During his Senate confirmation hearing, now Secretary of Defense General (USA, Ret.) Lloyd Austin highlighted, “the Department of Defense (DoD) space enterprise is not well-integrated with other services and terrestrial commands and face several other challenges.” It is critical to educate and train those commands on how space can enhance and affect their capabilities so they will “defend critical space assets that enable Joint Forces.” The Space Force must flatten the intelligence bureaucracy to enable faster and more agile decision making. As Gen. Raymond stated, “Tight alignment of responsibility, accountability, and authority is key to speed and agility.” I know from personal experience that bringing together a coalition of the willing from these organizations was still not enough to make an operational change in support of joint operations.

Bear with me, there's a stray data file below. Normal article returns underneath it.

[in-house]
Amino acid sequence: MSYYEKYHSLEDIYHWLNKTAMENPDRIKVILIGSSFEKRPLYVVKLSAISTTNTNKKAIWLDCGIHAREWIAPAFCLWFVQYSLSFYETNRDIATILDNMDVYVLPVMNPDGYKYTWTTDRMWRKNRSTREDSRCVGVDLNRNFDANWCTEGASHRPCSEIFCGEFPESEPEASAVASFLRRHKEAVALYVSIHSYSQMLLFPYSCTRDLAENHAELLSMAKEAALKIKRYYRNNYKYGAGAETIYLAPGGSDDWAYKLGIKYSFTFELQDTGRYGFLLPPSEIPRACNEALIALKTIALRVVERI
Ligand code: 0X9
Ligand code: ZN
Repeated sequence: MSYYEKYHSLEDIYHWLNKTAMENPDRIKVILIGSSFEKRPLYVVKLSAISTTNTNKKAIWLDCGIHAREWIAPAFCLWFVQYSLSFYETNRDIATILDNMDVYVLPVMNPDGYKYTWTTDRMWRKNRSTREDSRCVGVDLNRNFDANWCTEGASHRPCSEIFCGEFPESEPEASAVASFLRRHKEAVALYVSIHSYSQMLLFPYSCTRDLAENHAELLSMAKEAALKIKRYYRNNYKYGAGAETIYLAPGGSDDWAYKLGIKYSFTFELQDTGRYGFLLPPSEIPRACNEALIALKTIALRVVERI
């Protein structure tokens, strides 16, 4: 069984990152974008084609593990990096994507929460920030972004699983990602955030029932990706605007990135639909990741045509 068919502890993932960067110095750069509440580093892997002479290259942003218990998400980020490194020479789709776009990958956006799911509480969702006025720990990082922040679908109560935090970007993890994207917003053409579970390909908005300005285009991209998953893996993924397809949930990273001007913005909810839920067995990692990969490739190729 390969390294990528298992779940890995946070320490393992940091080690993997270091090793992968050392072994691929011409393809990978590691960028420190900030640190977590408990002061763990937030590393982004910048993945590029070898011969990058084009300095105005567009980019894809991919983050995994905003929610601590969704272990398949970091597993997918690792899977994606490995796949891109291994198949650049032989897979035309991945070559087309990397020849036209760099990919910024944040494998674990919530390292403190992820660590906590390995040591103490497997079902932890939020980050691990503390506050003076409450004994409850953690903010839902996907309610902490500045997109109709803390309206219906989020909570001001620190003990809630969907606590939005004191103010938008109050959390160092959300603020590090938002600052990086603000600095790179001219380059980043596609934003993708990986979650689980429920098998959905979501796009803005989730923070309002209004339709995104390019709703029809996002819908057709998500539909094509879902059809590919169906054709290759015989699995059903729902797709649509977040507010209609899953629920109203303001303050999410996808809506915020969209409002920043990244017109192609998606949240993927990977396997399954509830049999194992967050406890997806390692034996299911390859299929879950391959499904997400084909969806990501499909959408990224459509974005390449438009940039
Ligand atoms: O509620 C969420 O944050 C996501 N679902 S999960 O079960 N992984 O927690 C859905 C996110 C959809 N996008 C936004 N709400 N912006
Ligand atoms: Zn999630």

Besides defining the roles and responsibilities, the U.S. Space Force must develop its own intelligence Guardians. This starts with education and training. Today, the Intelligence Officer Course as well as the All-Source Intelligence Analyst Apprentice Course offered at Goodfellow AFB for Airmen didn’t contain any operational space intelligence curriculum for at least ten years as far as I know. My understanding is three space intelligence experts were assigned to Goodfellow late last year to help with this problem. The curriculum prepares ISR professionals on how to support air operations and what capabilities are in space that can be used for collection. It also needs to discuss the knowledge required to understand the space domain like orbital elements, maneuvers, RIC (radial, in-track and cross-track) frames2, and counterspace threats. Goodfellow is making progress with their LONESTAR CAPSTONE exercise, where they are linked in with space training at Vandenberg AFB. As the planning guidance states, “Our forces are always in competition, and our capabilities are likely among the first targets of an aggressor’s action.” Space intelligence is essential to detecting and characterizing threats, and then providing warning and assessment. This can now be fixed and needs to be a critical focus of the STAR Delta provisional.